Prime Time for Service Robots
By School of Hotel and Tourism Management (SHTM)
Friday, 2nd February 2024

The COVID-19 pandemic catapulted the hospitality industry into a more digitised future and coupled with the vast social changes and prominent safety concerns, this wave of technological innovation could transform the hospitality workforce.

Service robots could solve many of the safety concerns felt to this day, but how are they perceived by customers? To probe these issues in more depth, the researchers investigated how feelings of safety and the intention to visit an establishment are shaped by the presence of robot baristas, as well as the influence of vaccination status and mask-wearing.

Before 2020, the hospitality industry prided itself on providing a warm welcome through close interpersonal contact between guests and service staff. After the outbreak of COVID-19, safety became the critical box to tick for hospitality managers, inevitably overriding the more “human” experiences of the past.

Confronted with infection risk, customers need more reassurance than before. Contactless services, self-check-in devices and service robots have become staples of the post-COVID-19 service landscape. “Managers of numerous establishments have focused on enhancing safety, hygiene and cleanliness and alleviating public concerns”, explain the authors.

As a result, customers’ pre-pandemic preferences for human staff over robots have been flipped on their head. Driven more than ever by fear of infection, travellers and guests preferred contactless AI technology during the pandemic period. Research at that time found that robots were more positively viewed than human staff during COVID-19 infection rate peaks. “This suggests that the unprecedented global pandemic and long-lasting concerns about safety have substantially influenced consumer perceptions of service robots”, say the researchers.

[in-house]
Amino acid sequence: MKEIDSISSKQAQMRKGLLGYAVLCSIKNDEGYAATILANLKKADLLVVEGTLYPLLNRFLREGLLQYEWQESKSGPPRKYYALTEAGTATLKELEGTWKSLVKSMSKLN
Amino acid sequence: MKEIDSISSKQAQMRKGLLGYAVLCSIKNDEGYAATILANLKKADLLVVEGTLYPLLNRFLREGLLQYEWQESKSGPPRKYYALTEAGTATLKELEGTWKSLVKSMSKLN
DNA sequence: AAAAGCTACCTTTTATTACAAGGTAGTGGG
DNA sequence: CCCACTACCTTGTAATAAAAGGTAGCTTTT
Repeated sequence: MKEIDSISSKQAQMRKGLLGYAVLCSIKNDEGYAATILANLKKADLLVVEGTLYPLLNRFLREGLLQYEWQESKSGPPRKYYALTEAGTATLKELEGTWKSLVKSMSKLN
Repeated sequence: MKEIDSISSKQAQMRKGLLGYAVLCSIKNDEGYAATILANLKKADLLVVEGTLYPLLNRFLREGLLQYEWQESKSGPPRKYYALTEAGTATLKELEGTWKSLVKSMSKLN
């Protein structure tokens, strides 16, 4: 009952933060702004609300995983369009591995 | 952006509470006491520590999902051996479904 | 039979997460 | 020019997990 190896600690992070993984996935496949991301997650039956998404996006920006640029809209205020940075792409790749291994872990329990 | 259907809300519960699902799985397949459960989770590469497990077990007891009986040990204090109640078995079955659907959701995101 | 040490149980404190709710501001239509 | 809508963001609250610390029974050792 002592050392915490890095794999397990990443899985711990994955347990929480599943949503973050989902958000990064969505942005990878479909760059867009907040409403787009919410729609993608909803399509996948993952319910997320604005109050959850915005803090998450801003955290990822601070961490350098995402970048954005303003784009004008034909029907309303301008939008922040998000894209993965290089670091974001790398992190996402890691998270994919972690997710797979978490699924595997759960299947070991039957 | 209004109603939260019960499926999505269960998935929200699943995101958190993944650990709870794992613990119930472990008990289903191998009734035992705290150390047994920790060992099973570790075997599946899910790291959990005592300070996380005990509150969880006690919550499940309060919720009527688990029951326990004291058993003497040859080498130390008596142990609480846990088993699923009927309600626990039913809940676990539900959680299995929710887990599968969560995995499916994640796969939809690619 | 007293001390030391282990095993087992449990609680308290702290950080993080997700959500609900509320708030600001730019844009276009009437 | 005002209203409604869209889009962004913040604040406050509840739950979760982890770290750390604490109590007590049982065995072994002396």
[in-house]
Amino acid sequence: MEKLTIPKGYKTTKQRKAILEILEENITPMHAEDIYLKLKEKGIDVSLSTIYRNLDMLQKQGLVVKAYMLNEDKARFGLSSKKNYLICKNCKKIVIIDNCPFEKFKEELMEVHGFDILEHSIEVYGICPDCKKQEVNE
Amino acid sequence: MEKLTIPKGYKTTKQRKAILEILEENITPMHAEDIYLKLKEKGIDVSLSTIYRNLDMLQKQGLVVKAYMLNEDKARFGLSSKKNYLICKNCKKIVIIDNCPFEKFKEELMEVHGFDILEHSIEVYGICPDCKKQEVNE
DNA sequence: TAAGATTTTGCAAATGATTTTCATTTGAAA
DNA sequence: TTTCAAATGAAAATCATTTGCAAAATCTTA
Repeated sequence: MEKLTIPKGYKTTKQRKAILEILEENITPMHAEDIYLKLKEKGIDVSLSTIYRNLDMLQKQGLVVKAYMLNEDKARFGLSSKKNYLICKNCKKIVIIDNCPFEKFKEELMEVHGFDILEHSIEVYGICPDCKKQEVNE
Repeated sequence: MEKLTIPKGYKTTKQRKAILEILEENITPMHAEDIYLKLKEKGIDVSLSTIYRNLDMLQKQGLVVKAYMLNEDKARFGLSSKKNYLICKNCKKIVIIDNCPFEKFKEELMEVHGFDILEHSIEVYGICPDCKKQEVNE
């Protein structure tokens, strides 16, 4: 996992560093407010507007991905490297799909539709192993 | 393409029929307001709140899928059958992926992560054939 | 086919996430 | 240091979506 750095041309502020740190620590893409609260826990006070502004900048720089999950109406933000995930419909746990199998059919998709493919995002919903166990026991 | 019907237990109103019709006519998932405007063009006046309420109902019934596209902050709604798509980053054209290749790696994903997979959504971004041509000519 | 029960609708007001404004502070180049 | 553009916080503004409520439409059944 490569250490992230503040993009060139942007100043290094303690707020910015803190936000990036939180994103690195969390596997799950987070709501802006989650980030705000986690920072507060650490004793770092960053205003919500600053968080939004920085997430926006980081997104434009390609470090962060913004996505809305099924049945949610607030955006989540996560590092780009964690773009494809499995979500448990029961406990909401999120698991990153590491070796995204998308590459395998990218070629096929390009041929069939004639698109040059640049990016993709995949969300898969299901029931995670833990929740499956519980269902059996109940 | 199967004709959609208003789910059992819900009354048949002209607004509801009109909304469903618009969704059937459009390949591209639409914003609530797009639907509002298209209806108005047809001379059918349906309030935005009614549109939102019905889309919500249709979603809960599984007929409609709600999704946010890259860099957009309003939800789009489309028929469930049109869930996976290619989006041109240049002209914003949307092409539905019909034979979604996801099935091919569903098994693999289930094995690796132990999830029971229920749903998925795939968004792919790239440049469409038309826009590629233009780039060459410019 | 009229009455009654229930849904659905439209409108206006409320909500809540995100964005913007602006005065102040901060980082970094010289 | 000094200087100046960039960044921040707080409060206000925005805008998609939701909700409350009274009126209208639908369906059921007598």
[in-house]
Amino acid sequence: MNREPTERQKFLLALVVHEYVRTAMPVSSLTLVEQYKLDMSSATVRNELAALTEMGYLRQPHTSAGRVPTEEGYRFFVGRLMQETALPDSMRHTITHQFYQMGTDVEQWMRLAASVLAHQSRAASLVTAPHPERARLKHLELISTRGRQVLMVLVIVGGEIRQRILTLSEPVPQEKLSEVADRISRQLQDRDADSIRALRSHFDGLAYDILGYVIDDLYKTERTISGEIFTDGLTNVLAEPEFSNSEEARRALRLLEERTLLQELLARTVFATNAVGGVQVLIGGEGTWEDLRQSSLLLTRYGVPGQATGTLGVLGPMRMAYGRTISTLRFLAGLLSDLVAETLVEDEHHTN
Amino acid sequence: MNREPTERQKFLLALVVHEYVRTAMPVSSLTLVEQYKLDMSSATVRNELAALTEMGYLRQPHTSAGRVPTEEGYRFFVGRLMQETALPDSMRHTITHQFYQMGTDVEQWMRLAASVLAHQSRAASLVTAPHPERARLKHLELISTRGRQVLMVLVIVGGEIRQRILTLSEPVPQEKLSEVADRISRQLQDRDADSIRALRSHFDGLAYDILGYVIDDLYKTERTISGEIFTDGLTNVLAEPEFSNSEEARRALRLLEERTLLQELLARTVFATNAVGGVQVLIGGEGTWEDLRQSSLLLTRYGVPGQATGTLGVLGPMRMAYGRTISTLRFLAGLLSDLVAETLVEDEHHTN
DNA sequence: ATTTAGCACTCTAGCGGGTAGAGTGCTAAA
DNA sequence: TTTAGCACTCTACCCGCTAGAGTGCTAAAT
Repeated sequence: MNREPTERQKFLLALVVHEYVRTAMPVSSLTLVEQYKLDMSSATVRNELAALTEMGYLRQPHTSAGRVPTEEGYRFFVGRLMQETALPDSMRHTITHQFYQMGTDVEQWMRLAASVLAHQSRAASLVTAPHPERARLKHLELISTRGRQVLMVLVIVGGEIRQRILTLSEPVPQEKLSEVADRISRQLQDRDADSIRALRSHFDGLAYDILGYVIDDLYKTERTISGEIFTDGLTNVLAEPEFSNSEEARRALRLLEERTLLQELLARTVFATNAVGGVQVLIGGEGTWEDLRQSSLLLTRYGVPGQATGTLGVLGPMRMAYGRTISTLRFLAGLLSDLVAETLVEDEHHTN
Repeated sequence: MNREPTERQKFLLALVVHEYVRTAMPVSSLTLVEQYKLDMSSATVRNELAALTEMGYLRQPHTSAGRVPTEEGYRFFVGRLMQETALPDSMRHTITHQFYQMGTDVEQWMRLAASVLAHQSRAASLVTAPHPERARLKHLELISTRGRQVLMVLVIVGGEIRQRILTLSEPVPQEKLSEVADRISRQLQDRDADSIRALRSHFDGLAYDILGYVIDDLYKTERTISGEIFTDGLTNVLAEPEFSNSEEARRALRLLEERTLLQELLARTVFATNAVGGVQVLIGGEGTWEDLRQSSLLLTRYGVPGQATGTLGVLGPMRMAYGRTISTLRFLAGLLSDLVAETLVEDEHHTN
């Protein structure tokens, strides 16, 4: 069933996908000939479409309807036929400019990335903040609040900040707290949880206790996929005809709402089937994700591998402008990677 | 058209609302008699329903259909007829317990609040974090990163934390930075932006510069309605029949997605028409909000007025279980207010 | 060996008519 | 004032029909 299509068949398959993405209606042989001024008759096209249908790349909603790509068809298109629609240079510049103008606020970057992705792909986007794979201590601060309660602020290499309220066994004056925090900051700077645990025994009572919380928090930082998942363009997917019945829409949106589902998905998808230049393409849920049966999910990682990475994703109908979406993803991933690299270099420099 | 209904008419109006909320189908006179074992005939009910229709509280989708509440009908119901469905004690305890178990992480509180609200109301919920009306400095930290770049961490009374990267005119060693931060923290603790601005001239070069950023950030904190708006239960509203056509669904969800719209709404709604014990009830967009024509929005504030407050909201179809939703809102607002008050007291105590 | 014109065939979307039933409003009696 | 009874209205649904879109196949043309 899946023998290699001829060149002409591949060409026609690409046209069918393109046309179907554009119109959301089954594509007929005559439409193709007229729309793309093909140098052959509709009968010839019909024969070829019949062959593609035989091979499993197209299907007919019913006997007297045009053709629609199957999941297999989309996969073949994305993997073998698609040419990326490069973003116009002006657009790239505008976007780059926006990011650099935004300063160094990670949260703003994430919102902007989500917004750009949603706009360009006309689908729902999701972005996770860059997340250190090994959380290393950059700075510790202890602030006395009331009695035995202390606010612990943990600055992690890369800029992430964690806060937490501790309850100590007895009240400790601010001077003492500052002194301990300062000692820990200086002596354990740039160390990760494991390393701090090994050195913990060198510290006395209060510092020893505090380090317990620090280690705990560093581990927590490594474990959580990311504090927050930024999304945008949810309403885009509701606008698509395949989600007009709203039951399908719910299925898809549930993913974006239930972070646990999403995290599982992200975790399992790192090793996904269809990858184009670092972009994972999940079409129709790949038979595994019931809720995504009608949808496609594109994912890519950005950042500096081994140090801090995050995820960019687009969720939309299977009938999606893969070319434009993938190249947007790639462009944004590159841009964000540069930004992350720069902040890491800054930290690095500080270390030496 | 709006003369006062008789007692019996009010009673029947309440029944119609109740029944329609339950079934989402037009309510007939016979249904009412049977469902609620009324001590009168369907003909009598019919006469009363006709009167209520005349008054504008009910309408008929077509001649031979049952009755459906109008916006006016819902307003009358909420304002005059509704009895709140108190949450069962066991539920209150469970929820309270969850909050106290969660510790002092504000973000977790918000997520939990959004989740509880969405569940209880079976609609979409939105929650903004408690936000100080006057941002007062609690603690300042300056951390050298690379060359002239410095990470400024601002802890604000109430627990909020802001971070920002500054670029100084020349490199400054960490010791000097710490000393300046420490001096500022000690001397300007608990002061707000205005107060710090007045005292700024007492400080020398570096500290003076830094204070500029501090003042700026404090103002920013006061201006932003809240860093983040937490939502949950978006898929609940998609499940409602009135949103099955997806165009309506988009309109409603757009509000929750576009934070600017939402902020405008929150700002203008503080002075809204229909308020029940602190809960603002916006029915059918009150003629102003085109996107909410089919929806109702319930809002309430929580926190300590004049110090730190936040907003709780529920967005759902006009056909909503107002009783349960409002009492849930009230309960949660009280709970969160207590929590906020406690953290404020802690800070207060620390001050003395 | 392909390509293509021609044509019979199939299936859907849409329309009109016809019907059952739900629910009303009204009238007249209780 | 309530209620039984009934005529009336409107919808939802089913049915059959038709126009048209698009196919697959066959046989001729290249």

Robots could be of great value in a post-COVID-19 world, as concern about the virus remains rife among travellers. However, given the recency of both the pandemic and related technological advances, it remains unclear which features of service robots drive a preference over humans. It is critical to understand this, say the researchers, because service robots can, by decreasing health risks, increase the feeling of security and inspire “increased visiting intentions and a willingness to use and pay more”. Moving forward, it will be crucial to create human–computer interactions that can offer as much as – if not more than – person-to-person service interactions.

Person-to-person contact could soon begin to be replaced by “robot baristas, receptionists and concierges, together with facial scan check-ins, voice-activated guest control and other contactless services”, say the researchers. Already, service robots are an emerging trend in restaurants and cafés worldwide, from San Francisco’s Café X to the robot mixologist of Switzerland’s F&P Robotics and Hong Kong’s one-of-a-kind milk-tea silk stocking-straining robot. The continued emphasis on hygiene and cleanliness means that integrating service robots into the service environment seems the way forward.

However, there is still no thorough understanding of how human–robot interactions shape leisure experiences, or which safety-related attributes are most valued by customers. “To successfully adopt service robots in service delivery environments”, explain the researchers, “it is important to understand what makes customers feel safer and how the perception of safety influences their behaviour”. For this reason, they investigated whether customers would feel safer with a robot or human barista, and how this affected their intention to return.

More human-like robots reportedly drive more satisfying guest experiences. This could be particularly important given the post-pandemic norm of mask-wearing, which provides a sense of reassurance. “No empirical study has been conducted on whether the use of masks moderates how human and robot staff are perceived during the COVID-19 pandemic”, say the authors. While mask-wearing by human employees could increase perceived safety, robots wearing masks might cause anxiety.